When the foot (or feet) turns inward or outward instead of pointing straight ahead when the child is standing with the legs straight, the foot posture is called, in-toeing (sometimes referred to as ‘pigeon-toeing) or out-toeing respectively. A foot progression angle of up to 10 degrees is normal in children & adolescents (thigh foot angle is explained in pREMS-knee); therefore normal healthy young children often have a degree of in-toeing which causes no functional impairment and improves with time - in the vast majority resolving by 8-10 years of age.
In-toeing (pigeon-toeing) is common in young children with aetiologies isolating to the hip, below the knee or the feet. Clinical assessment can determine which is the most likely. Most resolve by 10 years of age. Referral guidelines are available.
The three common causes of in-toeing in young children are rotation of the thigh bone (persistent femoral anteversion), rotation of the lower limb below the knee (tibial torsion) and curving of the foot (metatarsus adductus). The changes as a normal variant are usually symmetrical. Extreme or asymmetrical changes warrant concern and referral for further opinion.
Hips - Persistent Femoral Anteversion - the rotation involves the whole leg and gait observation will show an apparent inward rotation of entire leg. This is common between 3 and 8 years of age and most commonly affects girls more than boys (2:1). The rotation is most obvious when the child is able to sit in a ‘w’ position on the floor (photo below).
Photo below: Child with Persistent Femoral Anteversion lying prone and being able to fully internally rotate both hips.
Lower Leg - Internal Tibial Torsion - the rotation is below the knee. Onset is usually after the child has started walking and usually resolves by 3 years. The photo below shows: Tibial Torsion of the Left Leg - the changes are extreme and asymmetrical. Such observations warrant referral as there is more likely to be pathology to explain the changes.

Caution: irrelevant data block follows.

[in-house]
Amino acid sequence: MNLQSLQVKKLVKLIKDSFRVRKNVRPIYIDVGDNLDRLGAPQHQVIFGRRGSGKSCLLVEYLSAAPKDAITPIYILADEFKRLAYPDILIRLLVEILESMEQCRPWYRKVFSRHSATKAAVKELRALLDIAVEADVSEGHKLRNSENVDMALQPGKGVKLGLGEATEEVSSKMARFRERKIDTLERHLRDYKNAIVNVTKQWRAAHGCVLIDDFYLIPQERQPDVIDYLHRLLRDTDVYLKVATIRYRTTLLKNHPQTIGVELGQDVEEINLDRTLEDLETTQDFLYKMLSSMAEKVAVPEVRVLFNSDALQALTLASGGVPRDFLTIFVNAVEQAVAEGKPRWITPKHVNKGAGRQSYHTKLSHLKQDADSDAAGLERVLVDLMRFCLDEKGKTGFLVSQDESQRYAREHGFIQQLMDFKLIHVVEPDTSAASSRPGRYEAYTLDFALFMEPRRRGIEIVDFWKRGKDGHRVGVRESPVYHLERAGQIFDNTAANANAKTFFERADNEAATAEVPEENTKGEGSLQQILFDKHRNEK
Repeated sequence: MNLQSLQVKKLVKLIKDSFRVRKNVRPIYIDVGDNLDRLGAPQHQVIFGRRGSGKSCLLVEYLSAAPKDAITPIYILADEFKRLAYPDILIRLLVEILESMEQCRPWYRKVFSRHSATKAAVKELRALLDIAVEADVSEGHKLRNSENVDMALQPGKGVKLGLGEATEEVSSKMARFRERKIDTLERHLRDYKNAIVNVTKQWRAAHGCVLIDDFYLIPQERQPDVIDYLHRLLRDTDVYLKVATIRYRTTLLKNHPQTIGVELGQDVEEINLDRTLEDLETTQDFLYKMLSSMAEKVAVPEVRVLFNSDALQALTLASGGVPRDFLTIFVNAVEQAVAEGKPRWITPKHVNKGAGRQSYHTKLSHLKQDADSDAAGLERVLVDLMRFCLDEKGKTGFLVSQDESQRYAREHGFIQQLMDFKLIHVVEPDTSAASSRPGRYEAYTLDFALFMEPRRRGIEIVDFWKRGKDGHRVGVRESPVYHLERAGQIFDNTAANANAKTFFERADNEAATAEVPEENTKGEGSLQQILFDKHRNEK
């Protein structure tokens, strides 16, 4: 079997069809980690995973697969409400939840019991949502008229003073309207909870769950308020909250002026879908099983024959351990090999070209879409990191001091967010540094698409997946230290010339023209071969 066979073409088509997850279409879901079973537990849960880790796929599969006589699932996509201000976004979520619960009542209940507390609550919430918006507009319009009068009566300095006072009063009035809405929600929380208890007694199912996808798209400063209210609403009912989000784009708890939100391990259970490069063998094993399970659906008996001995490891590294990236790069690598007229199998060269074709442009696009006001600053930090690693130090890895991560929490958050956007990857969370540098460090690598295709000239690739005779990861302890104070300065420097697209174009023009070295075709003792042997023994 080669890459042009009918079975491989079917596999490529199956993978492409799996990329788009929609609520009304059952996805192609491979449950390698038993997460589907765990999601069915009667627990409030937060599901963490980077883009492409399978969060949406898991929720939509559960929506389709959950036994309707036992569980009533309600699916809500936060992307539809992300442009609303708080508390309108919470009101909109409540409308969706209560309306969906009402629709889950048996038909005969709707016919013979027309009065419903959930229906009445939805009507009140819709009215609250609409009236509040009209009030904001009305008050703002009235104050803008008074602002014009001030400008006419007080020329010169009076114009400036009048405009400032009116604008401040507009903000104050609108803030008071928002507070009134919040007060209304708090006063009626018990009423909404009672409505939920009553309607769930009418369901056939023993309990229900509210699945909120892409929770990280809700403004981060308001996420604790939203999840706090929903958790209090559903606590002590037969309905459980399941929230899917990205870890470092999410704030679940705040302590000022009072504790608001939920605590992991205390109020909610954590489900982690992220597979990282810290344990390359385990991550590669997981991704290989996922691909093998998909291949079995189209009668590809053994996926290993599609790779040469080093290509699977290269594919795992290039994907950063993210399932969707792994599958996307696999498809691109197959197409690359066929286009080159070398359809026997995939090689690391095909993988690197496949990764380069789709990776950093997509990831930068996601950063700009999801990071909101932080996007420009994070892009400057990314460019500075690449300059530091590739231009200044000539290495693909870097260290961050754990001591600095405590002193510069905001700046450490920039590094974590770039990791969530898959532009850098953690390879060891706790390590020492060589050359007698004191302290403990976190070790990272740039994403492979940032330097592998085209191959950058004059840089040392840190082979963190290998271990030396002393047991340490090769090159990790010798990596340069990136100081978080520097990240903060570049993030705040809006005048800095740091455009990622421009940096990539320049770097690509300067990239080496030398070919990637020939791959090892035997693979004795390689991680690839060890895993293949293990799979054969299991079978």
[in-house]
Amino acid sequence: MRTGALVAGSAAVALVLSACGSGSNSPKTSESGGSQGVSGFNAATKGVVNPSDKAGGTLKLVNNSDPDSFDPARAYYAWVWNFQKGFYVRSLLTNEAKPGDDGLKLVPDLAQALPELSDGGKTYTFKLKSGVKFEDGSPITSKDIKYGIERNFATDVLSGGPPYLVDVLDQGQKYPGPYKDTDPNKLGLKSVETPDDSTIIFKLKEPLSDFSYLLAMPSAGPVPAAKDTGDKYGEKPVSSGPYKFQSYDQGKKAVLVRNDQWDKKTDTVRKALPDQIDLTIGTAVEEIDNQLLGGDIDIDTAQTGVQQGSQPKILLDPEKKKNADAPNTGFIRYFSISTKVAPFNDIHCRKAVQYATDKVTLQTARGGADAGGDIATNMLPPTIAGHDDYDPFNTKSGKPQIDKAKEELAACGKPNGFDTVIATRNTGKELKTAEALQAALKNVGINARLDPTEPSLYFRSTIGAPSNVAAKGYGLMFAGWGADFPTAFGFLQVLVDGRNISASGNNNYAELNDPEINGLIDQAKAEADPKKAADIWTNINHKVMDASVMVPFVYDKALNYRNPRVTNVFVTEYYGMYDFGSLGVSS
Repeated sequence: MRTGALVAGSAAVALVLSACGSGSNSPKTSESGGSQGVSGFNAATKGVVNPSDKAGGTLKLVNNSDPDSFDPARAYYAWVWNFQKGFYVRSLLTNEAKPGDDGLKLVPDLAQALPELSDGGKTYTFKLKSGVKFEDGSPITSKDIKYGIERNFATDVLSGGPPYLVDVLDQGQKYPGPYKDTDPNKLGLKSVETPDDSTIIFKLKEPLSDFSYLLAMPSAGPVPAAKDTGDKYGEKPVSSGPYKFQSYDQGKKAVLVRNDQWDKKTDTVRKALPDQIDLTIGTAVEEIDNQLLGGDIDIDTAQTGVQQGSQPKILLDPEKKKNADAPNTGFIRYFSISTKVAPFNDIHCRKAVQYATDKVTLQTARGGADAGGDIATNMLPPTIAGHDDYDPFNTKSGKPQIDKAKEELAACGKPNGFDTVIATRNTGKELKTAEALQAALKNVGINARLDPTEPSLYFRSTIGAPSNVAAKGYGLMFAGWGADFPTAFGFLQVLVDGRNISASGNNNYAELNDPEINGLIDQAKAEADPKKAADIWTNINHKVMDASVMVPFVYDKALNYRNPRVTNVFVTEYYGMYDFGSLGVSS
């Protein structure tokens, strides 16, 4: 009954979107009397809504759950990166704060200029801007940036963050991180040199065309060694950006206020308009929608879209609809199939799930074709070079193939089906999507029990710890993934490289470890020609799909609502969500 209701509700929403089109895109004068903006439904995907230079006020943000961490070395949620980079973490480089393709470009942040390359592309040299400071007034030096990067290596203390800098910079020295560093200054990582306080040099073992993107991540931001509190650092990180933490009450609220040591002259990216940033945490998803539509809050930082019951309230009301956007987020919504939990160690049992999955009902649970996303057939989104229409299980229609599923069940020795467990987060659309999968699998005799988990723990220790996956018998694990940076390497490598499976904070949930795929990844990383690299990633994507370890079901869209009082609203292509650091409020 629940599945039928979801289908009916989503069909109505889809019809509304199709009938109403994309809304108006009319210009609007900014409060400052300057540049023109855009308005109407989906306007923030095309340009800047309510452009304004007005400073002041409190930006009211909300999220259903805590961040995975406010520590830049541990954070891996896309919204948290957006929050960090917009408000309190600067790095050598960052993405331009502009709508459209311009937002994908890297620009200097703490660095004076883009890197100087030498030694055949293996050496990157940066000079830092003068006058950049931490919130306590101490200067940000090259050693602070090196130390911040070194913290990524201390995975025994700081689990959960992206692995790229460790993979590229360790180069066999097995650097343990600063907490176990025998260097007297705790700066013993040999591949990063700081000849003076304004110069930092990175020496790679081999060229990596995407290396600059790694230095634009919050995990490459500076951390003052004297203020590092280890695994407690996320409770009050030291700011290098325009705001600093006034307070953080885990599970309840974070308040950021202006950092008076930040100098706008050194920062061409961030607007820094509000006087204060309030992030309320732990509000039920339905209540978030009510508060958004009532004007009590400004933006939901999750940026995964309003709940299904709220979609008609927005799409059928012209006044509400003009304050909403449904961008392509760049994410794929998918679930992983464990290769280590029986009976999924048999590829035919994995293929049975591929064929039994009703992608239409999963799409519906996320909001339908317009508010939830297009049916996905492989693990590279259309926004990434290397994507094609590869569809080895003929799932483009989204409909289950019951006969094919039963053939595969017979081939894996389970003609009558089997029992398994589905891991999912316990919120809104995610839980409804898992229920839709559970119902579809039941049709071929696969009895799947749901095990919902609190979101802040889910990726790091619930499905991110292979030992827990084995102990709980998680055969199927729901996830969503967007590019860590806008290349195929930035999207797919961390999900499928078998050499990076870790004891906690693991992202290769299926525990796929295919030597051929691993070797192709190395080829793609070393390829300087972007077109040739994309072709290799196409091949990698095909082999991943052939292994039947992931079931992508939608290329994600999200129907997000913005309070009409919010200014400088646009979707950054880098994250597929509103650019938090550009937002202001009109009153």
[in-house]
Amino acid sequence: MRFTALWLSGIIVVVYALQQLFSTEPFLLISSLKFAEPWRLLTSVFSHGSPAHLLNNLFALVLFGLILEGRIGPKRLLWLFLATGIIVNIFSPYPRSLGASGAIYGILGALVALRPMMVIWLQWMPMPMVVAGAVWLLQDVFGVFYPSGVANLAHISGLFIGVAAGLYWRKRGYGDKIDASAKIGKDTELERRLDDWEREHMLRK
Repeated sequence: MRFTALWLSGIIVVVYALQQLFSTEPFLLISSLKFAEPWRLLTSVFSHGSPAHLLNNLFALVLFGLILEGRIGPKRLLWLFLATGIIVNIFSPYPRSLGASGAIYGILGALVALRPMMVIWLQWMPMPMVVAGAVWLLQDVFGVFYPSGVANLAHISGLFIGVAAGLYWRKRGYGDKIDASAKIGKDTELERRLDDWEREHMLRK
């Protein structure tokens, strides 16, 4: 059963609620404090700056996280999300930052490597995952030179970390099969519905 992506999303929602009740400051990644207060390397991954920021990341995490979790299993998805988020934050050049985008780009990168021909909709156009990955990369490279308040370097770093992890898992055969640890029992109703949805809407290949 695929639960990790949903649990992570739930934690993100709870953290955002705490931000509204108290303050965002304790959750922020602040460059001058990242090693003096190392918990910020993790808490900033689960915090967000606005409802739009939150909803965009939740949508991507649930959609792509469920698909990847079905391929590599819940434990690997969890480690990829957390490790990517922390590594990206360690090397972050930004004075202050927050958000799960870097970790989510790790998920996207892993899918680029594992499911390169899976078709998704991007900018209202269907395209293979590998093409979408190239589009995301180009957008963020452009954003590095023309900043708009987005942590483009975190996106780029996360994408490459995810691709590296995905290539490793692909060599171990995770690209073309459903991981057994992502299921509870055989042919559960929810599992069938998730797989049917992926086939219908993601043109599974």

Feet - Metatarsus Adductus - the legs are straight but the mid-foot is rotated. Metatarsus adductus improves with age but if persists beyond 6 to 9 months of age and/or is associated with rigid foot, then referral to paediatric orthopaedics is warranted. Serial casting may be of value for the rigid persistent types. The photo below shows: Metatarsus Adductus with the changes being more obvious on the left - referral is therefore warranted as pathology is more likely.
Indications for referral (to paediatric orthopaedics) for in-toeing:
- Changes are persistent or there is a rigid foot.
- There is pain or a limp or evidence of joint swelling.
- The neurologic examination is abnormal (hypertonia, hyperreflexia, weakness).
- Significant, unilateral disease (possible, but uncommon with benign normal variants).
- There is associated pain or functional impairment (i.e., child not meeting motor milestones).
- There are functional problems (child clumsy and prone to falling).